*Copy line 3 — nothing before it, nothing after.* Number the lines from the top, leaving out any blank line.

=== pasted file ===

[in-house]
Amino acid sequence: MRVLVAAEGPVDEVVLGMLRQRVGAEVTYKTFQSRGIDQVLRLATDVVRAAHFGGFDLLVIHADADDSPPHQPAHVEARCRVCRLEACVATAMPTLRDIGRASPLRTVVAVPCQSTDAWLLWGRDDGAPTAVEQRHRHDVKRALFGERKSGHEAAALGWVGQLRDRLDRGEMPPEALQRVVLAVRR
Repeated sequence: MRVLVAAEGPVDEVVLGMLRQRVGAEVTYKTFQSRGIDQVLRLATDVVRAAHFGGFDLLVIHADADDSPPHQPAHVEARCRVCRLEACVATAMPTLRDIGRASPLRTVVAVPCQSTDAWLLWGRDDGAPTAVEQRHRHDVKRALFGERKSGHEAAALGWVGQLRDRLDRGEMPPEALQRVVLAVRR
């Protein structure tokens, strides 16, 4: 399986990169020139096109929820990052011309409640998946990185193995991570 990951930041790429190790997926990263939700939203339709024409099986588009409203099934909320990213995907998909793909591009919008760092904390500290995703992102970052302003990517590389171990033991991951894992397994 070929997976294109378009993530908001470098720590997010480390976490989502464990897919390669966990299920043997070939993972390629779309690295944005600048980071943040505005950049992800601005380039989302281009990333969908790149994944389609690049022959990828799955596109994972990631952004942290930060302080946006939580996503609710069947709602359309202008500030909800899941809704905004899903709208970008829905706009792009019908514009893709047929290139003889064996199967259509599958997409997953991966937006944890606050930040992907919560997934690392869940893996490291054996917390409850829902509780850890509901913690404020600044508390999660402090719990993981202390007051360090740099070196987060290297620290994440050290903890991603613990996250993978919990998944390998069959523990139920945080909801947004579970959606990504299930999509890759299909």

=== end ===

Repeated sequence: MRVLVAAEGPVDEVVLGMLRQRVGAEVTYKTFQSRGIDQVLRLATDVVRAAHFGGFDLLVIHADADDSPPHQPAHVEARCRVCRLEACVATAMPTLRDIGRASPLRTVVAVPCQSTDAWLLWGRDDGAPTAVEQRHRHDVKRALFGERKSGHEAAALGWVGQLRDRLDRGEMPPEALQRVVLAVRR